What advice would you give to someone considering law school today?

Learn the business of law.  Law schools do a great job of teaching the law to students and preparing students for the bar exam. To thrive in private practice, I recommend learning and acquiring marketing/ entrepreneurial skills related to acquiring and keeping clients. I was fortunate to have earned a business degree in undergraduate school and worked in my father’s business during college summer breaks. I feel that entering the profession with a business and entrepreneurial background was helpful in growing and developing a law practice. If your law school offers it, take advantage of taking any class related to the business of practicing law and entrepreneurism.    

What were the biggest changes you saw in the legal profession over the course of your career?

When I first started practicing computers, fax machines and the technology we have become accustomed to, were not present in law firms. Although there have been a number of significant changes, such as, relaxed rules with respect to attorney marketing, in my experience, the change that technology has brought to the practice of law is without a doubt the biggest change. The speed at which we can deliver services today is remarkedly faster and simpler. As one example, when I first started practicing a Will or Trust had to be typed, which took a legal assistant a fair amount of time. Today with Word and other programs, these and many other types of documents can be created much more quickly. 

When did you first become a member of the ABA and why did you decide to join?

I first became a member in 2003 when I became an officer in the OSBA Solo, Small Firm and General Practice Section. At that time, the OSBA Solo, Small Firm and General Practice Section funded section officers to go to the corresponding ABA section meetings to share and develop resources. That was the reason I initially joined, but quickly learned of the significant resources the ABA had and have since been an ongoing active ABA member.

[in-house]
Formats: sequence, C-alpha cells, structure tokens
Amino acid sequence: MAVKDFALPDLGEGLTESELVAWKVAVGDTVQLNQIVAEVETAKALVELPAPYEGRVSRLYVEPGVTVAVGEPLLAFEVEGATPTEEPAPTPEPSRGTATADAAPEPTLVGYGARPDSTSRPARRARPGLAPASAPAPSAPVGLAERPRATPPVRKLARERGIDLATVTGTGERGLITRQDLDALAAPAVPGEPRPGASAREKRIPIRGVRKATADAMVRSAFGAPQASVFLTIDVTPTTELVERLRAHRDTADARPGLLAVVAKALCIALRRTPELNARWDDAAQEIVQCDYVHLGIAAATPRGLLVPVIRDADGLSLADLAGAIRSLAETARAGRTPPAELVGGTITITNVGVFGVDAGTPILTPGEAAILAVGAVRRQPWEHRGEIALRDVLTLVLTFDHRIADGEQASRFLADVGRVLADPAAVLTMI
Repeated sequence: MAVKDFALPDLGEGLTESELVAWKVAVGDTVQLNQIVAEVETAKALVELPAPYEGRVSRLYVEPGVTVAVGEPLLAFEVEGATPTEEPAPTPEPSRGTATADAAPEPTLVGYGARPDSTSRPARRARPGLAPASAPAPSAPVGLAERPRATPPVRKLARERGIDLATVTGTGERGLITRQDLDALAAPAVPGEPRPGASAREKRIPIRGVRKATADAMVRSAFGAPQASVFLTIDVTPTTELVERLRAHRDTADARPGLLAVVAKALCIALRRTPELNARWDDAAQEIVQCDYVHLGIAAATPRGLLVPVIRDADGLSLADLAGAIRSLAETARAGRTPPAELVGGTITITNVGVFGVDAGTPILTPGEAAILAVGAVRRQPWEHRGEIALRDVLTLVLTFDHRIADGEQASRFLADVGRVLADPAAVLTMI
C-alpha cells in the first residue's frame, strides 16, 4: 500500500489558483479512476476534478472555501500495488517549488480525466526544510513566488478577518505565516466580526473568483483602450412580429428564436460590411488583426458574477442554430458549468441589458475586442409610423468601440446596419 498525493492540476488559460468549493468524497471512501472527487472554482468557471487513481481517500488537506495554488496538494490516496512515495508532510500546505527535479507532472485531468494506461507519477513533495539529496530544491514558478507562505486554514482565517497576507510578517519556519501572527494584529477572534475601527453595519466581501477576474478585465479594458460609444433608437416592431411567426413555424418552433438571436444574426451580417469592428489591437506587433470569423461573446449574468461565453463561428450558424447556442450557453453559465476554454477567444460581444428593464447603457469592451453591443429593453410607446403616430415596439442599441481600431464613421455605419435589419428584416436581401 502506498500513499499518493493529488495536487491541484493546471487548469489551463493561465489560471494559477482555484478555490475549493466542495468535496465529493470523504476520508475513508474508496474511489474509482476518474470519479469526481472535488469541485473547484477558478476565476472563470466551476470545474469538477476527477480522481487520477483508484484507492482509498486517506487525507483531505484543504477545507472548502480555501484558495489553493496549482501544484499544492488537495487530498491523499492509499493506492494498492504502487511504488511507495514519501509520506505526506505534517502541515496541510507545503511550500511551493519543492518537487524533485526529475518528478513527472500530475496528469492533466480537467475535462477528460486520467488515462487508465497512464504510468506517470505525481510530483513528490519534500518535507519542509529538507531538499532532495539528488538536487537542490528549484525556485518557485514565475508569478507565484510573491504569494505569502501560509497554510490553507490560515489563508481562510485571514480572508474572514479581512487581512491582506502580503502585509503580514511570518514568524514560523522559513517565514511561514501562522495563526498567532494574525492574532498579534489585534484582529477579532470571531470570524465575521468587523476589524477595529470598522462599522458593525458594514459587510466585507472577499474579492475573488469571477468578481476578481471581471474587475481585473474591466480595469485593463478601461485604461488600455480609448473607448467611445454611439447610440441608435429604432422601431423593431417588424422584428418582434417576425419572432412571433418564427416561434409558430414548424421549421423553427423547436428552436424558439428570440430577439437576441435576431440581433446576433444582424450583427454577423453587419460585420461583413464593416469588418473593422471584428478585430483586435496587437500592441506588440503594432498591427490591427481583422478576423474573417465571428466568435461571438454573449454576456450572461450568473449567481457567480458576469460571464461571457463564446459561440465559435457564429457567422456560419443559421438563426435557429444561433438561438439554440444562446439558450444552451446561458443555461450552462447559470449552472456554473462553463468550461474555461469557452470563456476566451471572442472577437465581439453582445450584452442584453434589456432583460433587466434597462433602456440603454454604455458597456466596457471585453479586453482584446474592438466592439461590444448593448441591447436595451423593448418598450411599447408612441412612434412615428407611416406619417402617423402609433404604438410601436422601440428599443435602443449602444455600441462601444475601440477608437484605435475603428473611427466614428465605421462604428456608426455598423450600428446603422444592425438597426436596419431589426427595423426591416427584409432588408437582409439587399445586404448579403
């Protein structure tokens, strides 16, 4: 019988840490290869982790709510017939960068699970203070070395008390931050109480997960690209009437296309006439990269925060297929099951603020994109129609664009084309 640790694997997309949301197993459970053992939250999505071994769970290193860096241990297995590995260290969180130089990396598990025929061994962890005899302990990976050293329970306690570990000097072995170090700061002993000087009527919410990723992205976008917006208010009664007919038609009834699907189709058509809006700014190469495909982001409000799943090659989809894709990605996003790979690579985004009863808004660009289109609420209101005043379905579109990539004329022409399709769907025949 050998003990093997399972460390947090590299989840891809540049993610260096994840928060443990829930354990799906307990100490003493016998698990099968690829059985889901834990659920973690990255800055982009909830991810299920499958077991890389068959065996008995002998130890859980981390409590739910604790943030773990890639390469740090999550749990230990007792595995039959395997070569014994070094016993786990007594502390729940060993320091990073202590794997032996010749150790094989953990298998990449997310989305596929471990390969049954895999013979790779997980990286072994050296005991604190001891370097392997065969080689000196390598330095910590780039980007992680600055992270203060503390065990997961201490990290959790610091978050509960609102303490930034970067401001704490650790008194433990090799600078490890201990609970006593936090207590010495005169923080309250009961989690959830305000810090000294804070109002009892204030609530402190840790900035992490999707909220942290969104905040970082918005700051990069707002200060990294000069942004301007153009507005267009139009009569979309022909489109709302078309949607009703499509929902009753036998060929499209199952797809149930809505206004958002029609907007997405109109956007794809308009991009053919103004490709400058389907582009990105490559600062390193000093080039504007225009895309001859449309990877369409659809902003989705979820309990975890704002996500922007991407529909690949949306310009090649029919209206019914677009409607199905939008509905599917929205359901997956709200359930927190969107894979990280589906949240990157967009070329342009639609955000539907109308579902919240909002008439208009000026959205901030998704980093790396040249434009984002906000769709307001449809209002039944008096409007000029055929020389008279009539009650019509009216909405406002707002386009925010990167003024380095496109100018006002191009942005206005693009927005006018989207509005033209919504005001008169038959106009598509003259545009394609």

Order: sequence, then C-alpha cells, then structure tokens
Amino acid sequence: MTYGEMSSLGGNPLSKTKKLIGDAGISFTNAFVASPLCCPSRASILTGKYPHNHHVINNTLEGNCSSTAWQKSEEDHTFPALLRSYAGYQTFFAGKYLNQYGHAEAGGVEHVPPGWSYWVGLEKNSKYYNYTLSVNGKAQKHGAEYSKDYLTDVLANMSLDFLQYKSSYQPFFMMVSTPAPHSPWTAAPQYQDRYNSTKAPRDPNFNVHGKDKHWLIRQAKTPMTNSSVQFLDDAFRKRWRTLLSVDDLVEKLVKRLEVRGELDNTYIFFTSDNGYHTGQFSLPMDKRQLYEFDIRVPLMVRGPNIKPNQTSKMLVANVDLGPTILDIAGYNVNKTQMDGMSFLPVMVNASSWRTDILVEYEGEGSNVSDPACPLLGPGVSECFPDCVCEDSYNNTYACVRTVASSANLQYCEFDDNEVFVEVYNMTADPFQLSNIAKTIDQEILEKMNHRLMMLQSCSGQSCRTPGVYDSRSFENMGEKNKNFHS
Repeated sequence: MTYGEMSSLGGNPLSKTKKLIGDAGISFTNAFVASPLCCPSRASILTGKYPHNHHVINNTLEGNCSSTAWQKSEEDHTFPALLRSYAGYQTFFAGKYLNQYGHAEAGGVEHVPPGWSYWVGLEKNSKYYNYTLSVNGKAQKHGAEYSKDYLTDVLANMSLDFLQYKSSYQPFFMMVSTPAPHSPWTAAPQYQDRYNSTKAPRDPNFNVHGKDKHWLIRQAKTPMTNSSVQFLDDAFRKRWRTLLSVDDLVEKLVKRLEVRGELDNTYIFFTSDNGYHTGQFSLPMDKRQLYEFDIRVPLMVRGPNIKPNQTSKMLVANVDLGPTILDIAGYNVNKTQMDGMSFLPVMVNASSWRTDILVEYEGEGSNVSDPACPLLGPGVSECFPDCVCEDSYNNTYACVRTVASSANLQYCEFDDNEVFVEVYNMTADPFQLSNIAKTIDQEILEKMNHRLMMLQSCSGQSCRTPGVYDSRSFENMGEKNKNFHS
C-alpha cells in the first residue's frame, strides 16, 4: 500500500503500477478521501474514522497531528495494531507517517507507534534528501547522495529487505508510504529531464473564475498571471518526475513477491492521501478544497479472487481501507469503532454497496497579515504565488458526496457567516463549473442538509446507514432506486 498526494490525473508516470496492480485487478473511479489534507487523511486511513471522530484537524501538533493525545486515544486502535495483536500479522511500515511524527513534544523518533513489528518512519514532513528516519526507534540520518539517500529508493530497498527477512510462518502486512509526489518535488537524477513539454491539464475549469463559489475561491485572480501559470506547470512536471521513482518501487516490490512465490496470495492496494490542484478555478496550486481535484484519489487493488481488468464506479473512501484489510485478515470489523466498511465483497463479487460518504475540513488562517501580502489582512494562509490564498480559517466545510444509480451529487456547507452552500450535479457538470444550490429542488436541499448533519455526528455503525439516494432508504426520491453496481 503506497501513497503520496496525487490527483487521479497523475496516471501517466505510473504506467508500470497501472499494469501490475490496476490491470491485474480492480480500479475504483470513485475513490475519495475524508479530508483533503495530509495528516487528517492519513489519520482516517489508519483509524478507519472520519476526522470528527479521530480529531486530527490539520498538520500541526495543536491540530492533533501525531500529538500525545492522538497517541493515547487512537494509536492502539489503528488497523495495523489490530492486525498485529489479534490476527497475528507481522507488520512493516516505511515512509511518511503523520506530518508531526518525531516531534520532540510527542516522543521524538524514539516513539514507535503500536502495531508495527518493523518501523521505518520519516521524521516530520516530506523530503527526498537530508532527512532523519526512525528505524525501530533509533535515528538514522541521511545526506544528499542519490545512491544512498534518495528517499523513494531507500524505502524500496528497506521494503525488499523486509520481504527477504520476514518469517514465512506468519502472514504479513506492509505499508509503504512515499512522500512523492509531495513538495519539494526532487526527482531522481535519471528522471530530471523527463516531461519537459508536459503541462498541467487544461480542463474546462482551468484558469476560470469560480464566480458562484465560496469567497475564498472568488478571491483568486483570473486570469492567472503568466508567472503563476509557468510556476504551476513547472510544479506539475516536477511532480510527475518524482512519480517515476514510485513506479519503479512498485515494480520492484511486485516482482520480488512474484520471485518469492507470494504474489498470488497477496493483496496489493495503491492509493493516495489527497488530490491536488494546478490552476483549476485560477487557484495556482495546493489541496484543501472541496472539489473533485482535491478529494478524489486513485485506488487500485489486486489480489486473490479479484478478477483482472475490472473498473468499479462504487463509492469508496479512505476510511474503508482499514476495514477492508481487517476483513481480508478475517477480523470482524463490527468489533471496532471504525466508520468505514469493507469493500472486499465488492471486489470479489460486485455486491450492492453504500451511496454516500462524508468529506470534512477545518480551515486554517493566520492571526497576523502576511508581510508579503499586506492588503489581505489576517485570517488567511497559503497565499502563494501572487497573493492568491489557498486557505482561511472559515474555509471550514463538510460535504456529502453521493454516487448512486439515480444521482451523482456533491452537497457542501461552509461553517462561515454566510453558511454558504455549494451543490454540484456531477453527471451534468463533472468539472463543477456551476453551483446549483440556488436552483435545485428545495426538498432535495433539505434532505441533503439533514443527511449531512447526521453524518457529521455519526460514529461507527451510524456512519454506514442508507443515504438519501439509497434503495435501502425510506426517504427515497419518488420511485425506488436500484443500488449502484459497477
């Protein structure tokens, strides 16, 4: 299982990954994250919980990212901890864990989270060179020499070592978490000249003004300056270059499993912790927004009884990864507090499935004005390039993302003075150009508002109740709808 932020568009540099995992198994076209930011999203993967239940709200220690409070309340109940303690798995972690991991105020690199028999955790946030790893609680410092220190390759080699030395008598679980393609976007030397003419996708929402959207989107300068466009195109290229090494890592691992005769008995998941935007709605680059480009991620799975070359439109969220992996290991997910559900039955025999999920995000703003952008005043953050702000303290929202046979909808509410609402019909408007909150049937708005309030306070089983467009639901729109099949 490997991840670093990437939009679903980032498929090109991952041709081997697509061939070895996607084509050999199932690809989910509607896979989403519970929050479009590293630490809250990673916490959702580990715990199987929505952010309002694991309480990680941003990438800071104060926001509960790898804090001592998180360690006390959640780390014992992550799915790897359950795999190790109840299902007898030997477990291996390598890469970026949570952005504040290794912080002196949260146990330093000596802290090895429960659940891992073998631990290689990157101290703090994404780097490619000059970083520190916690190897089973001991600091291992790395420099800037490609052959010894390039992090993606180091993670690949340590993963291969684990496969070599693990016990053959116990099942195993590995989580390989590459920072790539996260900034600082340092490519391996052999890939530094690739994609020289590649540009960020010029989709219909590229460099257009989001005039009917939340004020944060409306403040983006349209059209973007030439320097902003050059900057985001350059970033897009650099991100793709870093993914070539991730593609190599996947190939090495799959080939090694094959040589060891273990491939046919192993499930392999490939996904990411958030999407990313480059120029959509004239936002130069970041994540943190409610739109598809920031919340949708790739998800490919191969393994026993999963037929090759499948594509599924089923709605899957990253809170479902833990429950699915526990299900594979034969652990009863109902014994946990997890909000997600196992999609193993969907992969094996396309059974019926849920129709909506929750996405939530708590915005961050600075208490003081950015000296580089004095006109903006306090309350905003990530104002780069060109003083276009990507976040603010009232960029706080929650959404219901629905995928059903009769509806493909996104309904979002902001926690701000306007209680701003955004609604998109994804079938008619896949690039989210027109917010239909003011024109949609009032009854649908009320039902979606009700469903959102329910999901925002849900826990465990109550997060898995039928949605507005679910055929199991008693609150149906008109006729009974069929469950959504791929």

What has been the highlight of your work with the ABA?

The highlight of my work at the ABA occurred during my year as Chair of GPSolo. During my year as Chair the Division started the process of rebranding and creating new member benefits for Division members. I worked closely with former ABA Chief Revenue Officer, Steve Cone, who worked with me and our branding taskforce to develop a new tagline, improve our communications with members and explore and create new relationships with affinity partners to offer new member benefits to GPSolo members, all of which continue today. 

If you had not become a lawyer, what do you think you would have done? 

I would have gone into the family business. I learned quickly in college, I did not like the business and became interested in the law while taking a business law class in undergraduate school.   

Author

David Lefton was born and raised in Cincinnati, Ohio. He is a graduate of Bradley University in Illinois, and a 1987 graduate of the University of Dayton School of Law. David, a private practitioner his entire career, has practiced in both small and mid-sized firms and understands the challenges faced by both. Today, David is an equity partner at Barron Peck Bennie & Schlemmer, in Cincinnati, where he has earned peer-based AV rating by the Martindale-Hubbell Directory, and is an Ohio Super Lawyer in the area of Estate Planning. David is married, has two daughters and a son-in-law. They are avid Buckeye fans. (Go Bucks!)